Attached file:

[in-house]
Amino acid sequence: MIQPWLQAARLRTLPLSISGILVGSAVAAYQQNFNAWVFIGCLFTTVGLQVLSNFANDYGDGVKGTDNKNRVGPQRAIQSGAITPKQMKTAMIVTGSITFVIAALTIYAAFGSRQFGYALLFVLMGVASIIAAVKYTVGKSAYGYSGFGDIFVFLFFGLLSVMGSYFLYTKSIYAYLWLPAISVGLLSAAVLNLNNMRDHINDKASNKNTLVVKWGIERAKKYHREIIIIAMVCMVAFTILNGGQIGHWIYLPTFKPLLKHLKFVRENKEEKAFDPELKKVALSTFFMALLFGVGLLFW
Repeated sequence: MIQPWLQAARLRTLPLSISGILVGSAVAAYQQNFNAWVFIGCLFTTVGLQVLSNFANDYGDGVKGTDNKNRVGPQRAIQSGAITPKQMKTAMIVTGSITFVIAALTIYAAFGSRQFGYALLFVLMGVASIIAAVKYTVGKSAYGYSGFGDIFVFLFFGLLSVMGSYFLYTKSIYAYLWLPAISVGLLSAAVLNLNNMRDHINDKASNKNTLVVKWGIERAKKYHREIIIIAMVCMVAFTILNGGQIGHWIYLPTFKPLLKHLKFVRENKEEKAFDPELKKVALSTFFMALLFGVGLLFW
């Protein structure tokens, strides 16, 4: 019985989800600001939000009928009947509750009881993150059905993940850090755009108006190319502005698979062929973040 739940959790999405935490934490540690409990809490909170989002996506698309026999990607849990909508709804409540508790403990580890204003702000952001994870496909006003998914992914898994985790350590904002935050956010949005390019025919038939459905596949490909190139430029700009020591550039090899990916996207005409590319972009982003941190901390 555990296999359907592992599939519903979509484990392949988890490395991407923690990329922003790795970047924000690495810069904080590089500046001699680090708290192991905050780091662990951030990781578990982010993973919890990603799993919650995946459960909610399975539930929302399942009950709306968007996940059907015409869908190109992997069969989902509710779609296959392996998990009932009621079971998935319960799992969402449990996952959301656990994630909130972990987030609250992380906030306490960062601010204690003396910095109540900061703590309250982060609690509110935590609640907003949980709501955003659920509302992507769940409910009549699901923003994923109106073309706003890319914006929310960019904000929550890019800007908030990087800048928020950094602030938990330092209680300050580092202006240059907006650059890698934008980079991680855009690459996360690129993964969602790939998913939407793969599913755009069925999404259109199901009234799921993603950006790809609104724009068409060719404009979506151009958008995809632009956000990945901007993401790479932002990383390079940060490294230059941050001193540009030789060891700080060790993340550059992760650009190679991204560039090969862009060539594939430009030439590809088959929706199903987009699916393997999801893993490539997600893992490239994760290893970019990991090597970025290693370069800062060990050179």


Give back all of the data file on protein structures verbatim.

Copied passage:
[in-house]
Amino acid sequence: MIQPWLQAARLRTLPLSISGILVGSAVAAYQQNFNAWVFIGCLFTTVGLQVLSNFANDYGDGVKGTDNKNRVGPQRAIQSGAITPKQMKTAMIVTGSITFVIAALTIYAAFGSRQFGYALLFVLMGVASIIAAVKYTVGKSAYGYSGFGDIFVFLFFGLLSVMGSYFLYTKSIYAYLWLPAISVGLLSAAVLNLNNMRDHINDKASNKNTLVVKWGIERAKKYHREIIIIAMVCMVAFTILNGGQIGHWIYLPTFKPLLKHLKFVRENKEEKAFDPELKKVALSTFFMALLFGVGLLFW
Repeated sequence: MIQPWLQAARLRTLPLSISGILVGSAVAAYQQNFNAWVFIGCLFTTVGLQVLSNFANDYGDGVKGTDNKNRVGPQRAIQSGAITPKQMKTAMIVTGSITFVIAALTIYAAFGSRQFGYALLFVLMGVASIIAAVKYTVGKSAYGYSGFGDIFVFLFFGLLSVMGSYFLYTKSIYAYLWLPAISVGLLSAAVLNLNNMRDHINDKASNKNTLVVKWGIERAKKYHREIIIIAMVCMVAFTILNGGQIGHWIYLPTFKPLLKHLKFVRENKEEKAFDPELKKVALSTFFMALLFGVGLLFW
């Protein structure tokens, strides 16, 4: 019985989800600001939000009928009947509750009881993150059905993940850090755009108006190319502005698979062929973040 739940959790999405935490934490540690409990809490909170989002996506698309026999990607849990909508709804409540508790403990580890204003702000952001994870496909006003998914992914898994985790350590904002935050956010949005390019025919038939459905596949490909190139430029700009020591550039090899990916996207005409590319972009982003941190901390 555990296999359907592992599939519903979509484990392949988890490395991407923690990329922003790795970047924000690495810069904080590089500046001699680090708290192991905050780091662990951030990781578990982010993973919890990603799993919650995946459960909610399975539930929302399942009950709306968007996940059907015409869908190109992997069969989902509710779609296959392996998990009932009621079971998935319960799992969402449990996952959301656990994630909130972990987030609250992380906030306490960062601010204690003396910095109540900061703590309250982060609690509110935590609640907003949980709501955003659920509302992507769940409910009549699901923003994923109106073309706003890319914006929310960019904000929550890019800007908030990087800048928020950094602030938990330092209680300050580092202006240059907006650059890698934008980079991680855009690459996360690129993964969602790939998913939407793969599913755009069925999404259109199901009234799921993603950006790809609104724009068409060719404009979506151009958008995809632009956000990945901007993401790479932002990383390079940060490294230059941050001193540009030789060891700080060790993340550059992760650009190679991204560039090969862009060539594939430009030439590809088959929706199903987009699916393997999801893993490539997600893992490239994760290893970019990991090597970025290693370069800062060990050179």